Material on web sites, although apparently "freely available", is subject to copyright regulations. Websites often give details about what is permissible in terms of linking to and reproducing material from that site. It is usually found in the "terms and conditions" or "copyright" pages or "about us" section of the site.
Start to implement good practice in all of your work such as:
Copyright is the legal term which the exclusive and assignable legal right, given to the author/creator/originator for a fixed number of years, to print, publish, perform, film, or record literary, artistic, or musical material.
Copyright is a property right and the owner of the work can control the use of the work, subject to certain exemptions. As copyright is a form of property the right of ownership may be transferred to someone else, such as a publisher.
However, as copyright is a form of property, the right may be transferred to someone else, for example, to a publisher
The owner has the exclusive right to prohibit or authorise others to undertake the following:
Where an employee in the course of employment creates the work, the employer is the owner of the copyright in the work, unless an agreement to the contrary exists.
The Copyright and Related Rights Act, 2000 identifies copyright protection for:
See also: Irish Patents Office: "What Is Copyright?"
Copyright does not protect ideas, concepts, styles, techniques or information. For example, if you write an outline of your idea for a TV show, the outline itself will be protected by copyright. However, another person could write their own script using your general ideas without necessarily infringing copyright. The other person would only be infringing your copyright in the outline if they started copying enough of the way you had, for example, structured your plot.
Some “works” are too small or unoriginal to be protected as copyright works. For example, single words, names, titles, slogans and headlines are unlikely to be protected by copyright – although they may be protected in other ways, for example as trademarks.
Book(s), Journals: - Copyright applies during the lifetime & for 70 years after the death of author/creator
Film: Copyright protection expires 70 years after the last of the following dies, the director, the author of the screenplay, the author of the dialogue of the film, or the author of the music composed for use in the film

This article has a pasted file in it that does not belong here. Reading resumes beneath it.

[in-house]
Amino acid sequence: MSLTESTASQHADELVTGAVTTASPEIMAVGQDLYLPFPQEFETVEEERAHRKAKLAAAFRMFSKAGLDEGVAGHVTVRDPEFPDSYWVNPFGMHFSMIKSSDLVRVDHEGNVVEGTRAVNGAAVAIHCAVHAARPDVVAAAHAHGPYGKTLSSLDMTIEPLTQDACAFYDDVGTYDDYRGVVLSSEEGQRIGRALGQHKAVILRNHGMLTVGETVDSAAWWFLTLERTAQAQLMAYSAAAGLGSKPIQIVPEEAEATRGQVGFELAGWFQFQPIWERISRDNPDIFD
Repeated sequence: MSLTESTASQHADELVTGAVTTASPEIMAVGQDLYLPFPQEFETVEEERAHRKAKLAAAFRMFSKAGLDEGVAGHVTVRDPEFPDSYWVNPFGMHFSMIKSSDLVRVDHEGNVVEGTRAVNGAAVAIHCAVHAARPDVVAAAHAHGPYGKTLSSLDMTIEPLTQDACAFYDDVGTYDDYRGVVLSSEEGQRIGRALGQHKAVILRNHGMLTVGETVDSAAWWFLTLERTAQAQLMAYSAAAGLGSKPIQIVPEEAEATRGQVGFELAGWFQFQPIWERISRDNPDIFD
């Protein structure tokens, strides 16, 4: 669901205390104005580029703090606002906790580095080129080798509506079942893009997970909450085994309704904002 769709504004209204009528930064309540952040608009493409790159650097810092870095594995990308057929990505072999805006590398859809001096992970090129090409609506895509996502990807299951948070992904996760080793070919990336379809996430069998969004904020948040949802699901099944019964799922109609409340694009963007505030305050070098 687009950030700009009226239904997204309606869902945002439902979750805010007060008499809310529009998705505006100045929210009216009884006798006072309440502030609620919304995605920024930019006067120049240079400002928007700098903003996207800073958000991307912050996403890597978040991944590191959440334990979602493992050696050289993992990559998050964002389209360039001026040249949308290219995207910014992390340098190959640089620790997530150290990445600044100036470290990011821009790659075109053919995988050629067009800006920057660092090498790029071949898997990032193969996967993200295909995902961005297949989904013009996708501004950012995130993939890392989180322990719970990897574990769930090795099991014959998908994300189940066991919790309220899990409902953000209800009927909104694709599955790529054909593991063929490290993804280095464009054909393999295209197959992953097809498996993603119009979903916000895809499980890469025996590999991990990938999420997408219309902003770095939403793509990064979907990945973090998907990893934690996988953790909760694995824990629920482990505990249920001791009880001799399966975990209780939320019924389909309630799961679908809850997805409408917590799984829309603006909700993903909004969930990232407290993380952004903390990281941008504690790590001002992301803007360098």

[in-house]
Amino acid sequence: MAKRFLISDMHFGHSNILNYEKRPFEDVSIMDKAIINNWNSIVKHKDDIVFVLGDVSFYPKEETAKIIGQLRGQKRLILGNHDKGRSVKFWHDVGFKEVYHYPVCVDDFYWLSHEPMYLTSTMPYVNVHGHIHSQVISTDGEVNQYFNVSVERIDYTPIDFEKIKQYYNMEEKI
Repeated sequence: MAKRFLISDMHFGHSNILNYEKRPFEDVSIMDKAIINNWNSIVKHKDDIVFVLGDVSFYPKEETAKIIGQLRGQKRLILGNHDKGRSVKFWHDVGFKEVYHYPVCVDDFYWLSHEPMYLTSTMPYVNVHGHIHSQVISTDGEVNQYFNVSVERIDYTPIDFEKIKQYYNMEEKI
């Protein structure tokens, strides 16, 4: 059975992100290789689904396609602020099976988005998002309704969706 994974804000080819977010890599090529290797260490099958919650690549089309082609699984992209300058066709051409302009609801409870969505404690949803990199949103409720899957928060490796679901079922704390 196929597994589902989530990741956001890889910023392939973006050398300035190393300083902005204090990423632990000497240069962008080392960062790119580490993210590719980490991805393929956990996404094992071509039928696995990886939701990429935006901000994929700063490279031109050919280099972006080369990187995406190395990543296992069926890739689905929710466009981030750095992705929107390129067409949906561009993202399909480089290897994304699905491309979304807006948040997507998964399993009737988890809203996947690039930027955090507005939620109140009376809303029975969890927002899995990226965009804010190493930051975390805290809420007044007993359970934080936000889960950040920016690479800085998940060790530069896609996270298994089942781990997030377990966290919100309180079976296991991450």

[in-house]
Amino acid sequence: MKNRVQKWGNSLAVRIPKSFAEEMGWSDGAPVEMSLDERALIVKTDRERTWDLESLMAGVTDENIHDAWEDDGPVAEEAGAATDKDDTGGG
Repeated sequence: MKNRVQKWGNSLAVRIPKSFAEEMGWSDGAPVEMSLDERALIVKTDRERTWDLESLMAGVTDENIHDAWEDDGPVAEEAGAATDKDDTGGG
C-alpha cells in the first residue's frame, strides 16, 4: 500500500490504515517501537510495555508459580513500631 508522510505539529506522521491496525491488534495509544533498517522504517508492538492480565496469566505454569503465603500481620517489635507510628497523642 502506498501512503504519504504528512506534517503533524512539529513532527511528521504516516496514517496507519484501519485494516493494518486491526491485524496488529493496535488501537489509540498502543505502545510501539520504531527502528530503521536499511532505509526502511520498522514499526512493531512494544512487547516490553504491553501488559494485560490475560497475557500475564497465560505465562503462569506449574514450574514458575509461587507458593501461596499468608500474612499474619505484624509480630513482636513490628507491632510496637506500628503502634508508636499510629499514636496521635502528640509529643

Sound recordings: Copyright protection expires 70 years after the sound recording is made or if it is made available to the public then 50 years from the date it was made available to the public
Computer generated works: Copyright protection expires 70 years after the date it is first made available to the public
Broadcast: Copyright protection expires 50 years after the broadcast is first transmitted
In the course of your work as an academic or researcher you may want to photocopy or download material for teaching purposes, e.g. book chapters, journal articles, information or images from the web.
The Copyright Act permits copying for non commercial research or private study. This is allowed under the fair dealing exemption in Irish law. Although fair dealing has no legal definition, its intention is to facilitate a reasonable balance between the economic interests of the copyright holder and the information needs of the user.
Fair dealing allows copying for personal use (i.e. a single copy) under the following conditions:
Provided the above criteria are met, you can copy a “fair” amount of a published work. What is considered fair is not specified, but the following guidelines (from British Copyright Council) are considered reasonable:
(from Sections 50-51 Copyright Act, 2001).
The information contained within this guide is for general guidelines only, and an interpretation of current copyright issues. It is not intended and should not be construed as legal advice.